Porter Langdon was born on 5/23/45 in Illinois. The precise location of his birth is not known, but in both the U.S. Census of 1850 and that of 1860 the Langdons resided in or near the Columbia County community of Randolph. By trade Porter's father was, first a farmer and, later, a carpenter.
Younger siblings of Porter were: Marietta (b. 1850 WI), Edwin (b. 1854 WI), Hiram (b. 1858 WI) and Harry (b. 1870 WI). As noted by their birth states, sometime between 1845 and 1850 the Langdon's quitted Illinois in favor of Wisconsin.
On 8/4/62 Porter enlisted in the U.S. Army. His unit of choice was Company "C" of the 23rd Wisconsin Infantry. Without having access to his military service records, all we can say about Private Langdon's military tenure is that he survived and returned to civilian life with his parents and siblings all of whom, by 1870 were residing the Columbia County community of Scott.
The following year, on 3/5/71, in Monroe County, WI Porter wed. His bride was Celestia Ann Pickering (b. 7/29/53 Markesan, Green Lake Co., WI.
The union of Porter and Celestia would produce six children: Dora Alta (b. 1872 WI), James Webster (b.5/22/77 KS), Myrtle "Myrtie" R. (b. 6/80 IA), Hiram Alonzo (b. 8/82 Clay Co., IA), Agnes Mariette (b. 3/28/87 Clay Co., IA) and Rowland (b.12/90 WA).
As noted by the birth states of the Langdon children, Porter and Celestia moved around a bit during their child bearing/rearing years.
In 1872 when their first child, Dora, was born Porter and Celestia were in Wisconsin. While in Wisconsin Porter was a carpenter.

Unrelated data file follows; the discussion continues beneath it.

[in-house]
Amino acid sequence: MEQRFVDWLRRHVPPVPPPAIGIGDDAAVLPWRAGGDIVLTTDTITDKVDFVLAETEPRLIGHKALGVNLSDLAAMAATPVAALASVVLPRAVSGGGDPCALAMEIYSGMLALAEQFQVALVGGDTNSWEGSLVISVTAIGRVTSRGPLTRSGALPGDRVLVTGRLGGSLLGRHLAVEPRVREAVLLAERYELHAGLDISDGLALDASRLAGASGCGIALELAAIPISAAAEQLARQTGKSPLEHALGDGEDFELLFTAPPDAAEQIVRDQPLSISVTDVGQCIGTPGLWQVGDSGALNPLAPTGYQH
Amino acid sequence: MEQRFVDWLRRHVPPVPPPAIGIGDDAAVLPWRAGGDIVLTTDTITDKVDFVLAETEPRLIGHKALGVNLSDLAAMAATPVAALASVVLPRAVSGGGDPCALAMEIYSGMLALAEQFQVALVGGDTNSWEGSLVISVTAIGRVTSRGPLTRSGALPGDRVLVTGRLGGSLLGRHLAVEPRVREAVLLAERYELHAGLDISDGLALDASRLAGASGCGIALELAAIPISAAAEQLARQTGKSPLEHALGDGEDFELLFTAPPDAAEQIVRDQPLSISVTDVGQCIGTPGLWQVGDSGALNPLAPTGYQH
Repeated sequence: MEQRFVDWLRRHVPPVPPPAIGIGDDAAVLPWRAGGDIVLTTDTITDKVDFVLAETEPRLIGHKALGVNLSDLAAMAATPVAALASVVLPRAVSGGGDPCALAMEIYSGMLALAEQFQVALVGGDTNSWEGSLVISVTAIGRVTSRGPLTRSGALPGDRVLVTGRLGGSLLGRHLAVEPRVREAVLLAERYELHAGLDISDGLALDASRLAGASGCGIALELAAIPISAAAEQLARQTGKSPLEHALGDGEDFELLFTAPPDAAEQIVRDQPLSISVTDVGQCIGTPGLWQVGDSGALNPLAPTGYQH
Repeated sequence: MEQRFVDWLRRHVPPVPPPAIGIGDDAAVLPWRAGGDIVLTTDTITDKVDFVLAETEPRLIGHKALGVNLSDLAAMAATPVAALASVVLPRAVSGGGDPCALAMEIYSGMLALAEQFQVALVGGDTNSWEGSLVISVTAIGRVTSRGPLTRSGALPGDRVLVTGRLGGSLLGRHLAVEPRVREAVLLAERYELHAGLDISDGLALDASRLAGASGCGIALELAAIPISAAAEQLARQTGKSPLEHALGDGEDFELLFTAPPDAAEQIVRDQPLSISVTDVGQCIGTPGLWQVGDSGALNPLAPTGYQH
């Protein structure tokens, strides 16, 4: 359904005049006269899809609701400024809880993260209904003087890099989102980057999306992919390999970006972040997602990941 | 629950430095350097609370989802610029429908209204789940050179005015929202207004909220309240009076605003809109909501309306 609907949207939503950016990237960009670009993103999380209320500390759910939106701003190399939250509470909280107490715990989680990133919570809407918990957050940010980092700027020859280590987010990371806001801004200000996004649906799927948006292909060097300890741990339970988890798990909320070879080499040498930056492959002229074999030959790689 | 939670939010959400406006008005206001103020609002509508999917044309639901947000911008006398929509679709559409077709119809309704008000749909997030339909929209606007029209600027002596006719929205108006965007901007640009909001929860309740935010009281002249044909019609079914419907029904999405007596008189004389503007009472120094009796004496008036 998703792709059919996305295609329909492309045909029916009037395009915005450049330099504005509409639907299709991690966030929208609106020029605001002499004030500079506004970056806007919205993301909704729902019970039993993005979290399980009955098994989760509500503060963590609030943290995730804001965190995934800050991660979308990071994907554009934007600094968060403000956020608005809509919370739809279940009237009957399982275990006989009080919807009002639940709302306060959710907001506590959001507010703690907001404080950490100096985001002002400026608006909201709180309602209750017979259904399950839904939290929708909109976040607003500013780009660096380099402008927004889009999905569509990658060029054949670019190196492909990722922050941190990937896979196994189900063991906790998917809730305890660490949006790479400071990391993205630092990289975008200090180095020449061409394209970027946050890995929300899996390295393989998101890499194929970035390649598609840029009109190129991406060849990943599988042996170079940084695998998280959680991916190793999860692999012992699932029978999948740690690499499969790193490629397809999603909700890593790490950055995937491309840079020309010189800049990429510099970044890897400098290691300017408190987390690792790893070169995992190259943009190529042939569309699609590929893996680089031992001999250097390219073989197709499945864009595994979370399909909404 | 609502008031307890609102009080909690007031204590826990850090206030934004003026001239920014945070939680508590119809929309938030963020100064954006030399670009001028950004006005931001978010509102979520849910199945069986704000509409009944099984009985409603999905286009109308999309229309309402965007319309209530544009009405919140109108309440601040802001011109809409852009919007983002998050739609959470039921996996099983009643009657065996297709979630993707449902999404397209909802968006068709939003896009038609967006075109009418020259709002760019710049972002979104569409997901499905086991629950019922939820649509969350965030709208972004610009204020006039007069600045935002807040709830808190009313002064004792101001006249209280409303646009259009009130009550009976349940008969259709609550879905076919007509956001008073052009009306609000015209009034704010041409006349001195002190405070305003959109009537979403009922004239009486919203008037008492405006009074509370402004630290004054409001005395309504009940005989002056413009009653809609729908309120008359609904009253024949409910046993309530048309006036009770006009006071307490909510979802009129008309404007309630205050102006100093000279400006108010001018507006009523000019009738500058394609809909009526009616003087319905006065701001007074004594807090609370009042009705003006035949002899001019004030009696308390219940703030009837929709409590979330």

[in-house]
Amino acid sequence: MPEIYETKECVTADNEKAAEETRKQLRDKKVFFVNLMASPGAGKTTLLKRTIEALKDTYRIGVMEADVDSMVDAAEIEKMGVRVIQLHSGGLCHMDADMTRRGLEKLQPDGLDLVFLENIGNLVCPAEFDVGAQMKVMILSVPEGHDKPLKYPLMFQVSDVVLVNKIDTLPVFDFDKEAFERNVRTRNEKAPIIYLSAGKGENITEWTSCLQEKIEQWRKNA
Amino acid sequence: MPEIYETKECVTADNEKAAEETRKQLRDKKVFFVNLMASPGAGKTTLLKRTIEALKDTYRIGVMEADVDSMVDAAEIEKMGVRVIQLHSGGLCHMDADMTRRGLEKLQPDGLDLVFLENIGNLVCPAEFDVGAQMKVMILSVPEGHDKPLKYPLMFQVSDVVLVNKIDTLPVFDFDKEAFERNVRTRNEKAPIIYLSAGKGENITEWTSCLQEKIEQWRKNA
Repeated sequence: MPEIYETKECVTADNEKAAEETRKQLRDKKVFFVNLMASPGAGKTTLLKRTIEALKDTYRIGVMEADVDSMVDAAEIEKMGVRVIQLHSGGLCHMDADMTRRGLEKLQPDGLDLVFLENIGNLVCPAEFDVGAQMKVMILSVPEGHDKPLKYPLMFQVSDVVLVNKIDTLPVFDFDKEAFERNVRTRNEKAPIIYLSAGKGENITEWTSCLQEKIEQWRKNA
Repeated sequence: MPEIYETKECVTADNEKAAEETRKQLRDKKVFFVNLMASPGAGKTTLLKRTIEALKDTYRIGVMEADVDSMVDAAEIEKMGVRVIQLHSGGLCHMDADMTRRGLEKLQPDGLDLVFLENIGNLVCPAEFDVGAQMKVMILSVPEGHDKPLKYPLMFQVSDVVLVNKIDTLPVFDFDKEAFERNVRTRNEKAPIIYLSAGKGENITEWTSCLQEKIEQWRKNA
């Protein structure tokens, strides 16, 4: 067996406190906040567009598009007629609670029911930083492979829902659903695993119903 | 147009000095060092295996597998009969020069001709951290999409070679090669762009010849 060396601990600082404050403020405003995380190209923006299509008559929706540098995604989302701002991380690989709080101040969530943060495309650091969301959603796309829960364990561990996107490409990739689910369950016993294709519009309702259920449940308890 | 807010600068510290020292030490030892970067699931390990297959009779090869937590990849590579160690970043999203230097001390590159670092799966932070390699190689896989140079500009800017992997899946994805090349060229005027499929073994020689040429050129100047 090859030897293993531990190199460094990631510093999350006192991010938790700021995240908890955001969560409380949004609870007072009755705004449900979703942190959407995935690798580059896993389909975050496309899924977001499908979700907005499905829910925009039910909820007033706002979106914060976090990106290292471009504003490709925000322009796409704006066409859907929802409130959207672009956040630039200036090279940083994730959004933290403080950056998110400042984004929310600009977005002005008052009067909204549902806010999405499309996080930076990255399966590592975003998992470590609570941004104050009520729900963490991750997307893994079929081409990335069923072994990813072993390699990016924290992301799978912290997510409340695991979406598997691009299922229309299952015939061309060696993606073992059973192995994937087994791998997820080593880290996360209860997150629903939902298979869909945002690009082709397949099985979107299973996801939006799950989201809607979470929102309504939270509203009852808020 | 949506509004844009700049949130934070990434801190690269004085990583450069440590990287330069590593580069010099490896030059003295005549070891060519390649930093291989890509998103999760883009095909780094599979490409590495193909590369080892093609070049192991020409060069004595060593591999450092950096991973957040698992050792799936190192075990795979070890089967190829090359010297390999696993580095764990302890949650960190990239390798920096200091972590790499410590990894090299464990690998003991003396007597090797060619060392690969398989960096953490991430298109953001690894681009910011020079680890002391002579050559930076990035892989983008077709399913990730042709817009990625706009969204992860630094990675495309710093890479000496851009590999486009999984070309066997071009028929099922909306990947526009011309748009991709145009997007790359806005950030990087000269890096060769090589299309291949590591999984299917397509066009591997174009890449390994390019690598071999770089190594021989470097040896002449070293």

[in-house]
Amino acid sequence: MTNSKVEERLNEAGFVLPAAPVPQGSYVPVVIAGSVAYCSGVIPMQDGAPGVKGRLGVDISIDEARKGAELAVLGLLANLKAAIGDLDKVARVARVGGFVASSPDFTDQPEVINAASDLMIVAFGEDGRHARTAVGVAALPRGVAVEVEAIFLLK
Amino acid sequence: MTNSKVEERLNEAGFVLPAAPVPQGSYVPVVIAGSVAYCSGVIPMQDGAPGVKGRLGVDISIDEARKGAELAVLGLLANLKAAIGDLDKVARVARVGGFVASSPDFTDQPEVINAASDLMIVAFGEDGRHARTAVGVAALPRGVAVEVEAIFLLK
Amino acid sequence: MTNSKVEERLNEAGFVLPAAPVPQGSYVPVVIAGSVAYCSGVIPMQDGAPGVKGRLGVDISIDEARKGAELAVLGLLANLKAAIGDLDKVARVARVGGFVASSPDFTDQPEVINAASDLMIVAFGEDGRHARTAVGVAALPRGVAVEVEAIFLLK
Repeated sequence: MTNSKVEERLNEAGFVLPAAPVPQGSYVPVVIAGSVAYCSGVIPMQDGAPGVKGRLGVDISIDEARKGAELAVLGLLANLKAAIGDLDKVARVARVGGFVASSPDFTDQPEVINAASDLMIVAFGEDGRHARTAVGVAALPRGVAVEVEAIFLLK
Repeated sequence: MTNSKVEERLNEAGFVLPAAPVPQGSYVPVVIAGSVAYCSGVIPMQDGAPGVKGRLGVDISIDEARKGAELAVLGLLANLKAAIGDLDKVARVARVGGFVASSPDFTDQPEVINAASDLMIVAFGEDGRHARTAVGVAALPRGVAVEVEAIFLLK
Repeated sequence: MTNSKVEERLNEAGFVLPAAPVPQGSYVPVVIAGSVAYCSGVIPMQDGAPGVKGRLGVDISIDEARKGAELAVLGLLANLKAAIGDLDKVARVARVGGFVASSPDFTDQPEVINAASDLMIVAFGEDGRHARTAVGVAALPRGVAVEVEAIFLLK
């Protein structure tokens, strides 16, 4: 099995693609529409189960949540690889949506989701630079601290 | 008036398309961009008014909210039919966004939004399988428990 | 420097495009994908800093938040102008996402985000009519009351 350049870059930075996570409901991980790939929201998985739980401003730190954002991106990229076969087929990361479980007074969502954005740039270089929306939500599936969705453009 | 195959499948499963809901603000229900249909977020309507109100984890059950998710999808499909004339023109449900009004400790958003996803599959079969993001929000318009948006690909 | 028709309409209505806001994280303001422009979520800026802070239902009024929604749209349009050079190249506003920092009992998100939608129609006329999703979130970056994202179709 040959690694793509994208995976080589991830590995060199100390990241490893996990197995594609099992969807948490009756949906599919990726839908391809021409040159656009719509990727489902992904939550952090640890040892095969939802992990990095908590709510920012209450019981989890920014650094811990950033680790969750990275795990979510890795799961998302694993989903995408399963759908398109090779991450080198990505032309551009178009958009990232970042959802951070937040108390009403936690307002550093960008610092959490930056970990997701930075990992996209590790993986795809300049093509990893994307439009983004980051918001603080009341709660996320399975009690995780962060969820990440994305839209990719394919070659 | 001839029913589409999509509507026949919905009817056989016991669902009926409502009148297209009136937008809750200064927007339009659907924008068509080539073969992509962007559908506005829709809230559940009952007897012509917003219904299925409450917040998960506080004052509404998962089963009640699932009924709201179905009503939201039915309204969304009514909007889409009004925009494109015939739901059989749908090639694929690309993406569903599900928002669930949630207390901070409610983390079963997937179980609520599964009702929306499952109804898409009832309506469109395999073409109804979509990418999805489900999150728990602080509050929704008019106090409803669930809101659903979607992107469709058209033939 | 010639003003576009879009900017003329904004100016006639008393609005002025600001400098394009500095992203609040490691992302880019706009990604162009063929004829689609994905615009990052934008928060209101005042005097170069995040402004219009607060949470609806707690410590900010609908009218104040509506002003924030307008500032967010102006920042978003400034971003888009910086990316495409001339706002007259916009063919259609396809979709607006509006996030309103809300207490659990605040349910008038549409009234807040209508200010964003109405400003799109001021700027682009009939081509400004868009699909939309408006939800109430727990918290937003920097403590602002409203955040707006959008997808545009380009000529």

By 1875, Porter was carpentering in Liberty Montgomery Co., KS. That was likely where son James was birthed.
As of 1880 the Porter Langdon family was farming in Spencer Clay Co., IA. That appears to be where Hiram and Agnes were born.
Finally, by the birth of Rowland in 1890, the family was in Washington State. The address for farmer Porter and his family in 1892 was Bothell King Co., WA. Living "next door" was his mother, father and siblings Harry, Hiram, Margaret and Gertrude.
In 1900 and 1910 Porter was farming just south of Bothell in Juanita King County, Washington. In the latter year he specified his farm focus to be fruit and chickens.
Former Civil War soldier Porter Langdon died on 12/3/12 in Juanita King County, WA. He was aged 67 years, 6 months and 11 days. The cause was listed as carcinoma (cancer) of the liver and pylorus intestinal valve from which he had suffered for two years. Burial was/is in the Bothell I.O.O.F. (Pioneer) Cemetery.
On 6/26/84 Porter had initiated the paperwork to obtain a U.S. Government disability pension based on his days of Civil War soldiering. At some point a monthly stipend was granted, but until his pension files can be accessed, the filing date as well as the onset of his stipend and its amount will remain questionable or unknown.
Upon her husband's death Celestia petitioned the U.S. Government to continue at least a portion of that pension. By mid- December she had been granted a stipend which, it appears, she continued to receive until her passing.
Where Celestia was residing in 1920 is not documented. As of 1930, however, she was living in Olympia Thurston Co., WA with married daughter Dora, her husband and children.
Celestia died in Olympia on 1/6/37. She was/is buried in Bothell beside Porter.
Buried at I.O.O.F. Pioneer Cemetery Bothell